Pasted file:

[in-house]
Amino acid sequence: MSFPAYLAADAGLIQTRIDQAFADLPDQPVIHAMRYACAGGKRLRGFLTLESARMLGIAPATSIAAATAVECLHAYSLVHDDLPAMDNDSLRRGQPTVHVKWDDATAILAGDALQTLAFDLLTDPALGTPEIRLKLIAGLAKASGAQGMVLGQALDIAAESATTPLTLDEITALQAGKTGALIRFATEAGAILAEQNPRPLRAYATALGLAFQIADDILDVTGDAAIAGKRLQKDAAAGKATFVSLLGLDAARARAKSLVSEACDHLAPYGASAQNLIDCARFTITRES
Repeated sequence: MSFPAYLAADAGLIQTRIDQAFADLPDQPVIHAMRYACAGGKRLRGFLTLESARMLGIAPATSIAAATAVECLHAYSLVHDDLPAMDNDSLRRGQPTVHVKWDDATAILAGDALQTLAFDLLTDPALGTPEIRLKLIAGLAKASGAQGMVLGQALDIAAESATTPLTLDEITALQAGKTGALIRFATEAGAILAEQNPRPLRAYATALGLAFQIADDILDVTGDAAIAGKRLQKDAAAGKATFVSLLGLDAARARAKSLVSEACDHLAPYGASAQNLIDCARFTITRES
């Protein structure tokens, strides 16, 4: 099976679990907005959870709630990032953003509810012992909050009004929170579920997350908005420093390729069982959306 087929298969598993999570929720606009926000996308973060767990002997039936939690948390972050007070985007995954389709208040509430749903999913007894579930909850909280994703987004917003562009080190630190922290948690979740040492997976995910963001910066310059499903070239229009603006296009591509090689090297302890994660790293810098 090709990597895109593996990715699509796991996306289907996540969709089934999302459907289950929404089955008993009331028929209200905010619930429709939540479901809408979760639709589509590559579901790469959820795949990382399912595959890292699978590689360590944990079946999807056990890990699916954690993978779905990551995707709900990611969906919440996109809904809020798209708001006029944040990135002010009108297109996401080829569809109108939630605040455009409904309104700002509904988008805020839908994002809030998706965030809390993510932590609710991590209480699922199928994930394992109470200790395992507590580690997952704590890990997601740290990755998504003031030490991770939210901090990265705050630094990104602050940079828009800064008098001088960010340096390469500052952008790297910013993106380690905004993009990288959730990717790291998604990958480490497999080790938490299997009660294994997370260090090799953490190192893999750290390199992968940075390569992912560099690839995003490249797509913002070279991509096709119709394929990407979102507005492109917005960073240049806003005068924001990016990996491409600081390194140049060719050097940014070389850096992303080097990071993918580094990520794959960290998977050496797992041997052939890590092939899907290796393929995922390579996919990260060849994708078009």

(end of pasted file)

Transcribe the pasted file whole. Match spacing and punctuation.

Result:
[in-house]
Amino acid sequence: MSFPAYLAADAGLIQTRIDQAFADLPDQPVIHAMRYACAGGKRLRGFLTLESARMLGIAPATSIAAATAVECLHAYSLVHDDLPAMDNDSLRRGQPTVHVKWDDATAILAGDALQTLAFDLLTDPALGTPEIRLKLIAGLAKASGAQGMVLGQALDIAAESATTPLTLDEITALQAGKTGALIRFATEAGAILAEQNPRPLRAYATALGLAFQIADDILDVTGDAAIAGKRLQKDAAAGKATFVSLLGLDAARARAKSLVSEACDHLAPYGASAQNLIDCARFTITRES
Repeated sequence: MSFPAYLAADAGLIQTRIDQAFADLPDQPVIHAMRYACAGGKRLRGFLTLESARMLGIAPATSIAAATAVECLHAYSLVHDDLPAMDNDSLRRGQPTVHVKWDDATAILAGDALQTLAFDLLTDPALGTPEIRLKLIAGLAKASGAQGMVLGQALDIAAESATTPLTLDEITALQAGKTGALIRFATEAGAILAEQNPRPLRAYATALGLAFQIADDILDVTGDAAIAGKRLQKDAAAGKATFVSLLGLDAARARAKSLVSEACDHLAPYGASAQNLIDCARFTITRES
């Protein structure tokens, strides 16, 4: 099976679990907005959870709630990032953003509810012992909050009004929170579920997350908005420093390729069982959306 087929298969598993999570929720606009926000996308973060767990002997039936939690948390972050007070985007995954389709208040509430749903999913007894579930909850909280994703987004917003562009080190630190922290948690979740040492997976995910963001910066310059499903070239229009603006296009591509090689090297302890994660790293810098 090709990597895109593996990715699509796991996306289907996540969709089934999302459907289950929404089955008993009331028929209200905010619930429709939540479901809408979760639709589509590559579901790469959820795949990382399912595959890292699978590689360590944990079946999807056990890990699916954690993978779905990551995707709900990611969906919440996109809904809020798209708001006029944040990135002010009108297109996401080829569809109108939630605040455009409904309104700002509904988008805020839908994002809030998706965030809390993510932590609710991590209480699922199928994930394992109470200790395992507590580690997952704590890990997601740290990755998504003031030490991770939210901090990265705050630094990104602050940079828009800064008098001088960010340096390469500052952008790297910013993106380690905004993009990288959730990717790291998604990958480490497999080790938490299997009660294994997370260090090799953490190192893999750290390199992968940075390569992912560099690839995003490249797509913002070279991509096709119709394929990407979102507005492109917005960073240049806003005068924001990016990996491409600081390194140049060719050097940014070389850096992303080097990071993918580094990520794959960290998977050496797992041997052939890590092939899907290796393929995922390579996919990260060849994708078009």